Convention on Cluster Munition (CCM)
Deutsche Wehrmacht vernichtet Streubomben in Pinnow, © picture alliance / dpa
The Convention on Cluster Munitions, also known as the Oslo Convention, entered into force on 1 August 2010 and prohibits the use, development, production, purchase, stockpiling, retention and transfer of such weaponry.
The term ‘cluster munitions’ refers to conventional weapons which disperse smaller explosive devices – known as ‘submunitions’ – weighing less than 20kg each. The Oslo Convention prohibits this type of munitions and also contains provisions on destroying existing stockpiles, clearing areas contaminated with cluster munitions, supporting the victims of cluster munitions and compiling annual reports. Ninety‑nine states plus the Palestinian territories are currently parties to the Convention. A further 19 countries have signed but not yet ratified it. The German Government is working to see the Convention applied universally. Paraguay, Canada, South Africa, Rwanda, Iceland, Colombia and Somalia ratified it in 2015, while Slovakia and Mauritius became parties. In 2016, Palau ratified the Convention and Cuba became a party.
Germany, the eleventh country to complete the ratification process, deposited its instrument of ratification on 8 July 2009. Germany began destroying its armed forces’ considerable stockpiles of cluster munitions in 2001. This process was concluded on 25 November 2015, two and a half years before the deadline set in the Convention. Germany’s armed forces have never deployed cluster munitions.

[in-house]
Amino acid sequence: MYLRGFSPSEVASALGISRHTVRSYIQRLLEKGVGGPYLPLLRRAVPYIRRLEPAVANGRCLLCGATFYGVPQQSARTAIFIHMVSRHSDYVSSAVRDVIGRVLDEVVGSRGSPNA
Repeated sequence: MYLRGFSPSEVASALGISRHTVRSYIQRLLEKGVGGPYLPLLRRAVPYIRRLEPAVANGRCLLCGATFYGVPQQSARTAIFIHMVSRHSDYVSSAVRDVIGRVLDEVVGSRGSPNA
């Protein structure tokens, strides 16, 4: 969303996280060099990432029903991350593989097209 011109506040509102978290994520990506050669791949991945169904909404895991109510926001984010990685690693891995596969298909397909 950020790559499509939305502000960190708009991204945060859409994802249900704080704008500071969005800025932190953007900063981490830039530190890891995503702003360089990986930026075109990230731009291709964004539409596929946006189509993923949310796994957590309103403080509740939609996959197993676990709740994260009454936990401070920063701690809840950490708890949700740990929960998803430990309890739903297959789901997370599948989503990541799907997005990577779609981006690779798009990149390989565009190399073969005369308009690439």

The danger of Cluster munitions
Cluster munitions are particularly hazardous because a considerable proportion of the submunitions tend not to detonate. This unexploded ordnance remains where it falls and presents a danger to local people. Submunitions are sensitive, very numerous and, because of their small size, hard to detect. They are also often mistaken for toys or other objects. Cluster munitions thus place civilian populations at particular risk, not only when they are deployed but also long after hostilities have ended.
The Convention provides for annual Meetings of States Parties and Review Conferences held every five years – the most recent held in Dubrovnik in September 2015. The 8th Meeting of States Parties was held in Geneva from 3 to 5 September 2018.
Germany's commitment around the world
Germany is actively engaged internationally in the sphere of humanitarian mine and ordnance clearance, including clearance of cluster munitions and explosive submunitions. It also supports projects taking care of people who have fallen victim to cluster munitions. Having become one of the world’s largest and most reliable donors, Germany has lived up to its role in the implementation of the Oslo Convention. Projects are funded in places where explosive remnants of war pose a particular humanitarian threat.
In 2015, the German Government provided around 13 million euros in support of humanitarian projects in 14 countries to clear mines and ordnance and to care for people injured by explosive remnants of war. Support was also continued for projects run by the GICHD, the Geneva International Centre for Humanitarian Demining. In April 2015, the Federal Foreign Office supported the international symposium Mine Action 2015 held in Croatia by RACVIAC, the Regional Arms Control Verification and Implementation Assistance Centre. Representatives of the Federal Ministry of Defence gave a presentation on the technical challenges involved in destroying cluster munitions stockpiles.